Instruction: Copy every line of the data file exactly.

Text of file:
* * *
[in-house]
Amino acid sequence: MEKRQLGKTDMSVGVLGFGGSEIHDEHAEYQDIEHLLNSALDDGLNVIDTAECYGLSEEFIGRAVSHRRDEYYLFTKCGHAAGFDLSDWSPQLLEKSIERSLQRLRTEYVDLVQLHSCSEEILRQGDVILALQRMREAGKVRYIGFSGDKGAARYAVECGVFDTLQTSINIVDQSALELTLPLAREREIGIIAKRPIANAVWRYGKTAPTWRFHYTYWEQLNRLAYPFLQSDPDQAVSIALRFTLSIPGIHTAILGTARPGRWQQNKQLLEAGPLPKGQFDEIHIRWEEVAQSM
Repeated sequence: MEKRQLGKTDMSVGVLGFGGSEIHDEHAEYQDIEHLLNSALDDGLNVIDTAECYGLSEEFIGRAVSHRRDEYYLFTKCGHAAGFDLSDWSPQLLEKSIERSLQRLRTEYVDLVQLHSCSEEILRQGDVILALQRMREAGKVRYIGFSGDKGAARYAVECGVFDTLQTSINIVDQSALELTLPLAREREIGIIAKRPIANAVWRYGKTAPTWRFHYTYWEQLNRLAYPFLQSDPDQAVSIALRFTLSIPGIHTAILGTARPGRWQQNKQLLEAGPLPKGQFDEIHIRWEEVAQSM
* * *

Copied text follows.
[in-house]
Amino acid sequence: MEKRQLGKTDMSVGVLGFGGSEIHDEHAEYQDIEHLLNSALDDGLNVIDTAECYGLSEEFIGRAVSHRRDEYYLFTKCGHAAGFDLSDWSPQLLEKSIERSLQRLRTEYVDLVQLHSCSEEILRQGDVILALQRMREAGKVRYIGFSGDKGAARYAVECGVFDTLQTSINIVDQSALELTLPLAREREIGIIAKRPIANAVWRYGKTAPTWRFHYTYWEQLNRLAYPFLQSDPDQAVSIALRFTLSIPGIHTAILGTARPGRWQQNKQLLEAGPLPKGQFDEIHIRWEEVAQSM
Repeated sequence: MEKRQLGKTDMSVGVLGFGGSEIHDEHAEYQDIEHLLNSALDDGLNVIDTAECYGLSEEFIGRAVSHRRDEYYLFTKCGHAAGFDLSDWSPQLLEKSIERSLQRLRTEYVDLVQLHSCSEEILRQGDVILALQRMREAGKVRYIGFSGDKGAARYAVECGVFDTLQTSINIVDQSALELTLPLAREREIGIIAKRPIANAVWRYGKTAPTWRFHYTYWEQLNRLAYPFLQSDPDQAVSIALRFTLSIPGIHTAILGTARPGRWQQNKQLLEAGPLPKGQFDEIHIRWEEVAQSM